[image (c) Rob Ketcherside]
Post By Barbara Kehm
When the invitation came (in January 2013) to give a presentation at the 5th International Conference on World Class Universities in Shanghai to celebrate 10 years of Shanghai Jiao Tong Academic Ranking of World Class Universities I felt very honoured. But I was also in a split mind concerning my presentation. Could I present a highly critical piece on global rankings and still be welcome at this conference? I did and to my great surprise it was well-received.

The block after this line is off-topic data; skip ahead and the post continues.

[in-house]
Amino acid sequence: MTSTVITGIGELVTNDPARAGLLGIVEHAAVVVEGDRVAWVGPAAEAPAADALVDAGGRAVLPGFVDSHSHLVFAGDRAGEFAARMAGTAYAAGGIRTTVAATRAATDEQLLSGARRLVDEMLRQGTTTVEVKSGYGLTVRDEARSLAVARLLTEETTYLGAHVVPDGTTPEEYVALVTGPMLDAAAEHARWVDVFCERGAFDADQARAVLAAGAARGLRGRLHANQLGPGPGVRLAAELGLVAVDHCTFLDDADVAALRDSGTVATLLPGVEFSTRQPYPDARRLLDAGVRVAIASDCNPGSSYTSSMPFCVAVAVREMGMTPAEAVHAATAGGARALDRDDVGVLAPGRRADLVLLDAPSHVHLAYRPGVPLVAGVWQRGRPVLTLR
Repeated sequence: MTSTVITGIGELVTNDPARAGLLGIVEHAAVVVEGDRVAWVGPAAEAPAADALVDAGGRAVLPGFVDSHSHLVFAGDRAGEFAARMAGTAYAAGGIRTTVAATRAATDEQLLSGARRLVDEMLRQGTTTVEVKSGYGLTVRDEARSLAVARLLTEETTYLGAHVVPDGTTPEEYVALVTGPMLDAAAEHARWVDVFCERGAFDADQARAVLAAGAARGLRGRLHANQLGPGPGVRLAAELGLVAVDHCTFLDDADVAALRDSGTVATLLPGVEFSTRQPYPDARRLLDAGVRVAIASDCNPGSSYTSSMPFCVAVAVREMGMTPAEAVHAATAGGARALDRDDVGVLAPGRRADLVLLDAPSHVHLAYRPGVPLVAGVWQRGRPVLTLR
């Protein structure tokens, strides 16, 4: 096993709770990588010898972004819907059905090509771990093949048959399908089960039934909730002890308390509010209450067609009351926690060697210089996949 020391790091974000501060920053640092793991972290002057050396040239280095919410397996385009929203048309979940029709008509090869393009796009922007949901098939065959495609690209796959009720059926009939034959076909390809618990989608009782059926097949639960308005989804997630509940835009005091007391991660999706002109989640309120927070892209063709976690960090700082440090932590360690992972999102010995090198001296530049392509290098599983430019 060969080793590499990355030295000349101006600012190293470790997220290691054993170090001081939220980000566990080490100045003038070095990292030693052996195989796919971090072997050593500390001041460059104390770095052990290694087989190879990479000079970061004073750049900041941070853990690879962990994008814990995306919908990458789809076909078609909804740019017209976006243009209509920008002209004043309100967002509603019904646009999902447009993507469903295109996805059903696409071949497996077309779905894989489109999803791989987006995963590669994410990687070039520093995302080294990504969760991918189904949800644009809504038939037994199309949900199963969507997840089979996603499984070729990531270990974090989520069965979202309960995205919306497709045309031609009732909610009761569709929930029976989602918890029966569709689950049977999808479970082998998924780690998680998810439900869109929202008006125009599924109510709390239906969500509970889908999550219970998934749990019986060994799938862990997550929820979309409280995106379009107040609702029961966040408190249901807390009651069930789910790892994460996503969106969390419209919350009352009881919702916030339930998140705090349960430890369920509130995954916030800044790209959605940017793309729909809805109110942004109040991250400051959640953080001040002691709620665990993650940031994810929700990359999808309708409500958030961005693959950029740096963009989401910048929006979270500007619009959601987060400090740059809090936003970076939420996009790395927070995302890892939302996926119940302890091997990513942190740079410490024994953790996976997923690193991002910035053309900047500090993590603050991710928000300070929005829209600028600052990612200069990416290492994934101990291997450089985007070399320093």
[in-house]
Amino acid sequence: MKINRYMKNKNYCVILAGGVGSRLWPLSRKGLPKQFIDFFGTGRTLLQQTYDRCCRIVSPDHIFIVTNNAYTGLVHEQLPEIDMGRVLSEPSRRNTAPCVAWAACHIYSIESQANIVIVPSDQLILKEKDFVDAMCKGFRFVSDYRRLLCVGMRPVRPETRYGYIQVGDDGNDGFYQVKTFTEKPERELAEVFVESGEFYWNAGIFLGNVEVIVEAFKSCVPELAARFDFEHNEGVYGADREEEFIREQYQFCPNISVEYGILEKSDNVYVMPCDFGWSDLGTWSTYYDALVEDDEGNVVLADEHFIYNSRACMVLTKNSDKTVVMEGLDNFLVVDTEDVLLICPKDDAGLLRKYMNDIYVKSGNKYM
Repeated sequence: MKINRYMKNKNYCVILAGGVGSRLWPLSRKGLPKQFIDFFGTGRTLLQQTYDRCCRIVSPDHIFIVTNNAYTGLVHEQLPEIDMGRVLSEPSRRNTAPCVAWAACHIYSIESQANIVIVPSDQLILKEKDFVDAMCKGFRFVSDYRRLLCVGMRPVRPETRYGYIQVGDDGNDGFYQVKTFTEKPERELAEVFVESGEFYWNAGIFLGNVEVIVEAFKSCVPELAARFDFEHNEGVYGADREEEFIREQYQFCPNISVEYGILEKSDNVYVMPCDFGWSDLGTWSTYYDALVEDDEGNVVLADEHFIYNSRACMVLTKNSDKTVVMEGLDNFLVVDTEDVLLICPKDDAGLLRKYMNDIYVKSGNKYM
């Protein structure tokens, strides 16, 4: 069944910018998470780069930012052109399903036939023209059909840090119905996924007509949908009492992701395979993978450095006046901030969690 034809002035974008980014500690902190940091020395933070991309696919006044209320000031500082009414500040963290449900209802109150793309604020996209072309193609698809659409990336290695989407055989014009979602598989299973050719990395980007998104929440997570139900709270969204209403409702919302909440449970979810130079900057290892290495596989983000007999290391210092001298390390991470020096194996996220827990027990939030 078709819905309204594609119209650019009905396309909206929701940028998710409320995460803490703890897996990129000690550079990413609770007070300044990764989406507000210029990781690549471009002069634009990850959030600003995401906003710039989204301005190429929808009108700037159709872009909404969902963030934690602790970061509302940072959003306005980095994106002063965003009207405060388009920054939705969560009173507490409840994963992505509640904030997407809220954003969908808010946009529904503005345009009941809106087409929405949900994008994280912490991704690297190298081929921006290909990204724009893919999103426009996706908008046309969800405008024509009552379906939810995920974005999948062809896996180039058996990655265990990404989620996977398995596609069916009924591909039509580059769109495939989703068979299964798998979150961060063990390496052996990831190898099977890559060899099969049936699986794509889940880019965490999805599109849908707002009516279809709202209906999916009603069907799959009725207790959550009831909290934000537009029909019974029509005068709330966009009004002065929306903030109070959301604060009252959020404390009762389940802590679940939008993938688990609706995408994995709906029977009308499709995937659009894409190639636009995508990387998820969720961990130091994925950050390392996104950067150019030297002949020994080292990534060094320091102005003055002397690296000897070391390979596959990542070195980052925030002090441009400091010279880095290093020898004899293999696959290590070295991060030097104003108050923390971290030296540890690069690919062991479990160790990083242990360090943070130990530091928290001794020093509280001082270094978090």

The Conference had about 150 participants from 40 countries around the world, among them not only renowned academics but also representatives of ranking producers from QS, THE, Thomson Reuters, CHE and of course the Shanghai Jiao Tong people themselves. So after almost two days of somewhat complacent papers in support of rankings, though often with a mission to improve them in one way or another, the last session before the close of the Conference came and my paper was the third of three in this session. The session was opened by Jamil Salmi (former director of the Higher Education Section of the World Bank and now global higher education expert) who started his presentation with examples of the tallest and most beautiful buildings in the world. He let the audience guess which buildings were shown on his slide and where they were located. The audience guessed correctly. Then Jamil asked: “And do you think these buildings are characteristic for the general housing situation in the country?” With that he had his audience enthralled. Next came Ellen Hazelkorn from the Dublin Institute of Technology. Of course, everybody in the room was aware of her 2011 book “Rankings and the Reshaping of Higher Education. The Battle for World-Class Excellence” which is a highly intelligent and highly critical analysis of global rankings. One of the important points in her paper which stuck in my mind is the explanation how data delivered for free by universities for ranking purposes are monetarized by the ranking producers and have to be bought back by the universities. My own presentation mainly focused on the unintended side effects of global rankings, in particular on how universities wanting to play the ranking game have started to cheat with the data they submit in order to improve their position on the ranking scales. I interpreted that as a truly postmodern condition.
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